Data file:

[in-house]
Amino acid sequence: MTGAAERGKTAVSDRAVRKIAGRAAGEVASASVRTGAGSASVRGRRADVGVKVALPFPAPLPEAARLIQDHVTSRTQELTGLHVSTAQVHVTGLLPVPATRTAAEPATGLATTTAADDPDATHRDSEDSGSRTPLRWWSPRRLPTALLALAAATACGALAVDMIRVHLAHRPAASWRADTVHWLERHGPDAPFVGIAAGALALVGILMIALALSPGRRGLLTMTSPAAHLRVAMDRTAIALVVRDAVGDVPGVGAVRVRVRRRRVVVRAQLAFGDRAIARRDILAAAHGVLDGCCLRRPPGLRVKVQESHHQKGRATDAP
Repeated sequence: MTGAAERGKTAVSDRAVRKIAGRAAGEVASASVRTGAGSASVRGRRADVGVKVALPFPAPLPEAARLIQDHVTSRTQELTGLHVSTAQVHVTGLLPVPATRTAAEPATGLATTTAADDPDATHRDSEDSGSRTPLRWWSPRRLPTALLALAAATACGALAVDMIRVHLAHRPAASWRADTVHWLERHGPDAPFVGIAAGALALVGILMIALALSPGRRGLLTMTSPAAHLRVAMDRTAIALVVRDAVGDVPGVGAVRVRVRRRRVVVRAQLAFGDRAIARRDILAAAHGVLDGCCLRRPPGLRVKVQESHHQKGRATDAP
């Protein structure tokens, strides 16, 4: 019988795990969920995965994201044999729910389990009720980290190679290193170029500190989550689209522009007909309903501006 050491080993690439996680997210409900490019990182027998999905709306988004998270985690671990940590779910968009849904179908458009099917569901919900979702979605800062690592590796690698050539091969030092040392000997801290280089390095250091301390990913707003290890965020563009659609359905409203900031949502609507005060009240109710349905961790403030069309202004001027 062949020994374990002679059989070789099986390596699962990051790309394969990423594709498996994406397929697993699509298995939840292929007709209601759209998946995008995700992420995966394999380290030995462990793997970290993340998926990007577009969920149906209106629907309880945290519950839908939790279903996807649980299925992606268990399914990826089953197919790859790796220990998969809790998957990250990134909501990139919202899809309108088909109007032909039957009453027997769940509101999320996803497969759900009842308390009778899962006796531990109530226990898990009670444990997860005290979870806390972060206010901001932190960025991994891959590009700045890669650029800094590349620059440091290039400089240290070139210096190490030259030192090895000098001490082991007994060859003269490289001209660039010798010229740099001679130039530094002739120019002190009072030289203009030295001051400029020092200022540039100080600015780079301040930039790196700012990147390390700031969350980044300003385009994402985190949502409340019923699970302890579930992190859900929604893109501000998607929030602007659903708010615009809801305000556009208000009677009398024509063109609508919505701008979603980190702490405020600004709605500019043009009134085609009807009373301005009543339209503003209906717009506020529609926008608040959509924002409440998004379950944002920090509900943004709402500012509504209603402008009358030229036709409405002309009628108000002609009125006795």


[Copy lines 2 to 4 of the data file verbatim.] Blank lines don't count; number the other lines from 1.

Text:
Amino acid sequence: MTGAAERGKTAVSDRAVRKIAGRAAGEVASASVRTGAGSASVRGRRADVGVKVALPFPAPLPEAARLIQDHVTSRTQELTGLHVSTAQVHVTGLLPVPATRTAAEPATGLATTTAADDPDATHRDSEDSGSRTPLRWWSPRRLPTALLALAAATACGALAVDMIRVHLAHRPAASWRADTVHWLERHGPDAPFVGIAAGALALVGILMIALALSPGRRGLLTMTSPAAHLRVAMDRTAIALVVRDAVGDVPGVGAVRVRVRRRRVVVRAQLAFGDRAIARRDILAAAHGVLDGCCLRRPPGLRVKVQESHHQKGRATDAP
Repeated sequence: MTGAAERGKTAVSDRAVRKIAGRAAGEVASASVRTGAGSASVRGRRADVGVKVALPFPAPLPEAARLIQDHVTSRTQELTGLHVSTAQVHVTGLLPVPATRTAAEPATGLATTTAADDPDATHRDSEDSGSRTPLRWWSPRRLPTALLALAAATACGALAVDMIRVHLAHRPAASWRADTVHWLERHGPDAPFVGIAAGALALVGILMIALALSPGRRGLLTMTSPAAHLRVAMDRTAIALVVRDAVGDVPGVGAVRVRVRRRRVVVRAQLAFGDRAIARRDILAAAHGVLDGCCLRRPPGLRVKVQESHHQKGRATDAP
């Protein structure tokens, strides 16, 4: 019988795990969920995965994201044999729910389990009720980290190679290193170029500190989550689209522009007909309903501006 050491080993690439996680997210409900490019990182027998999905709306988004998270985690671990940590779910968009849904179908458009099917569901919900979702979605800062690592590796690698050539091969030092040392000997801290280089390095250091301390990913707003290890965020563009659609359905409203900031949502609507005060009240109710349905961790403030069309202004001027 062949020994374990002679059989070789099986390596699962990051790309394969990423594709498996994406397929697993699509298995939840292929007709209601759209998946995008995700992420995966394999380290030995462990793997970290993340998926990007577009969920149906209106629907309880945290519950839908939790279903996807649980299925992606268990399914990826089953197919790859790796220990998969809790998957990250990134909501990139919202899809309108088909109007032909039957009453027997769940509101999320996803497969759900009842308390009778899962006796531990109530226990898990009670444990997860005290979870806390972060206010901001932190960025991994891959590009700045890669650029800094590349620059440091290039400089240290070139210096190490030259030192090895000098001490082991007994060859003269490289001209660039010798010229740099001679130039530094002739120019002190009072030289203009030295001051400029020092200022540039100080600015780079301040930039790196700012990147390390700031969350980044300003385009994402985190949502409340019923699970302890579930992190859900929604893109501000998607929030602007659903708010615009809801305000556009208000009677009398024509063109609508919505701008979603980190702490405020600004709605500019043009009134085609009807009373301005009543339209503003209906717009506020529609926008608040959509924002409440998004379950944002920090509900943004709402500012509504209603402008009358030229036709409405002309009628108000002609009125006795």